Classic Video Showplace

Roy Glenn (Part 2)

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For over a hundred years some of the greatest video treasures of all time have been produced. Some have been lost in the sands of time and others, soon to be rediscovered, will become fan favorites for a whole new generation.

Each week we will feature just one of the many hidden gems that you can see on ATVN with insights and commentaries on classic television shows and legendary cinematic performances.


 As part of Astound Broadband’s celebration of Black History Month, we here at the “Showplace” are putting the spotlight on African American actors who excelled not just on the big and small screens but those who also inspired change with their courage and perseverance.


Roy Glenn was a victim of the stereotypical casting of African-Americans over the first 20 years of his career as an actor and entertainer in the radio, television and film industries.  But in the early 1950s, the versatile performer was about to branch out when given the opportunities he deserved.


One of his larger film roles was that of a lawyer in the 1950 biopic film, The Jackie Robinson Story, the picture featuring Ruby Dee and Robinson, starring as himself.  The picture focused on Robinson’s struggle for racial equality and his perseverance to break the color barrier in Major League Baseball in the 1940s.


The following biographical information was obtained via a Bill Caldwell article in the “Joplin Globe” (first appearing May 26th, 2018).


In 1951 he broke into television – cast in The Amos ‘n Andy Show in multiple roles for 16 episodes over a four-year period. Glenn appeared as an FBI agent on the show — this at a time when there were no black FBI agents in America. His bass-baritone voice gave him an edge on playing authority figures. CBS kept the show for four years, finally pulling it in 1955 after many complaints of racial stereotypes and biases on the program.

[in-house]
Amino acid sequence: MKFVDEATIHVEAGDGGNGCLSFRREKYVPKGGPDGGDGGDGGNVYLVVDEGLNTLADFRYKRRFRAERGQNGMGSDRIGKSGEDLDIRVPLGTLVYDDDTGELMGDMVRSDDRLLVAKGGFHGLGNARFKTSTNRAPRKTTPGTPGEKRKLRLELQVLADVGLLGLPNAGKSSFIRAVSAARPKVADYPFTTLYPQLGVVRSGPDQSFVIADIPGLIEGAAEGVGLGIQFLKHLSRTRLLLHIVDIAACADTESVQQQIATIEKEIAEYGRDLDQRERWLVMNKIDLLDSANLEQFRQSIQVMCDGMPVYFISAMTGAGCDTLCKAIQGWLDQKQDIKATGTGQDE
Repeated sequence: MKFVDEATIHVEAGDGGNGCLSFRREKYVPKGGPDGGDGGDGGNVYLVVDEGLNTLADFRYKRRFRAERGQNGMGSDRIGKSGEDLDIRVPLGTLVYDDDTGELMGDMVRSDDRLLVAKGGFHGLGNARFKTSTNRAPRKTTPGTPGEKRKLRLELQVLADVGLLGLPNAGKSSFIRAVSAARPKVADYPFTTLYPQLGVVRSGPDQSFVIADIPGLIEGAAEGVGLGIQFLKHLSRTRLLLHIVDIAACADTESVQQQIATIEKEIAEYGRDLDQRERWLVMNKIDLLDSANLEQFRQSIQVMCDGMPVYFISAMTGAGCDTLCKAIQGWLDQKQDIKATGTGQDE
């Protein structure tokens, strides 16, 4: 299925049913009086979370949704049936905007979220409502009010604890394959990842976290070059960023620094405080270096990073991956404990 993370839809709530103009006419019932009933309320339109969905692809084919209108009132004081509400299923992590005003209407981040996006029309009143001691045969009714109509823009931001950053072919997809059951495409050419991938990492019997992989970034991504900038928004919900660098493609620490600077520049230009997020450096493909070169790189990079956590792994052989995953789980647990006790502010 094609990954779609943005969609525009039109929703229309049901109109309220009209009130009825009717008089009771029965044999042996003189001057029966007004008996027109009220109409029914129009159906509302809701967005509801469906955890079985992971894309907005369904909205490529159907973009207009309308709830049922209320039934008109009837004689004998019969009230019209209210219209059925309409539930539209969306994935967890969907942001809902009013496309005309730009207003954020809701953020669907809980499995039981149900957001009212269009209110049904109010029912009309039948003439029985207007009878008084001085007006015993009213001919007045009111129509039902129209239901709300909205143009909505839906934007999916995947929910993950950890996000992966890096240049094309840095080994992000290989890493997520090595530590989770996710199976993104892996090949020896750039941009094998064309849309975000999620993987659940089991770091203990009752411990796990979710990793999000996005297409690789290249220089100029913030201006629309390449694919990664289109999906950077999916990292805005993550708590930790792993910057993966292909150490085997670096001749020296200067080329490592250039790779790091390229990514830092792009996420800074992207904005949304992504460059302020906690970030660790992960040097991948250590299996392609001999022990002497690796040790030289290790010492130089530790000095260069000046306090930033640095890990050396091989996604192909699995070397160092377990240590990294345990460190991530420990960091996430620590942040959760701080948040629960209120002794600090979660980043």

In 1954, Otto Preminger wanted to put together Oscar Hammerstein’s version of the opera “Carmen” as an all-black contemporary film. He produced the film with Glenn, Dorothy Dandridge, Harry Belafonte, Pearl Bailey and Diahann Carroll. The film won the Golden Globe Award for Best Motion Picture-Musical or Comedy in 1954. Dandridge was nominated for an Academy Award for Best Actress.

Glenn kept busy with ongoing roles in television series. In 1957, he appeared on 11 different shows. He was everything from a dock worker to a police detective to a gravedigger to a bartender to a minister to a stonemason to a cowpoke on Rawhide. He had a recurring role on The Jack Benny Program over a 10-year period. It was in the 1960s that he landed roles that gained him increased recognition, including the 1961 classic, A Raisin in the Sun.

His highest-profile role was in 1967 when he portrayed Sidney Poitier’s father in Guess Who’s Coming to Dinner (which also featured Louis Gossett Jr. in his film debut).  The conflicting viewpoints between the two generations were shown point blank in an argument between the father and son. Glenn’s character made the pointed comment that his son’s interracial marriage would be a crime in at least 16 states were it known.        

He also appeared on Broadway in the play Golden Boy, which starred Sammy Davis Jr. The play, another boxing story, ran for 568 performances over two years from 1964 to 1966. He was described as a “Hollywood big name” along with Lola Falana, Louis Gossett Jr. and Ben Vereen by one reviewer.   It was in 1970 that Glenn was elected the first black national officer in the American Federation of Television and Radio Artists, an actors union contemporary with the Screen Actors Guild. The union voted him recording secretary during its 1970 convention in Louisville, Kentucky.

While Glenn never had a starring role in any television show, he continued to land significant roles on the big screen in classic films like St. Louis Blues, The Sound and the Fury, I Love You, Alice B. Tokias! (1968), The Great White Hope (1970) and in the popular sequel, Escape from the Planet of the Apes (1971).


Other prominent films he played in during the 1950s and 60s include The Royal African Rifles, The Golden Idol, Riot in Cell Block 11, The Raid, Carmen Jones, A Man Called Adam, Hang ‘Em High and Finian’s Rainbow.


In all, Glenn played in over 50 motion pictures.


Glenn once again played a lawyer in Escape, a role that turned out to be his final film role.


Glenn died of a heart attack brought on by cardiovascular disease in his home in Las Angeles, California.  He left behind three children and his wife of over twenty years, Francis.


He was just 56 years young.


Be sure to tune in to see Roy Glenn’s performances in classic films like The Jackie Robinson Story, and more, airing regularly on the Astound Broadband TV Network.


To view the complete rundown of classic programming on ATVN, check out the weekly listings here.


The views expressed in this blog are those of the author and do not necessarily reflect the official policy or position of Astound Broadband or any other agency, organization, employer or company.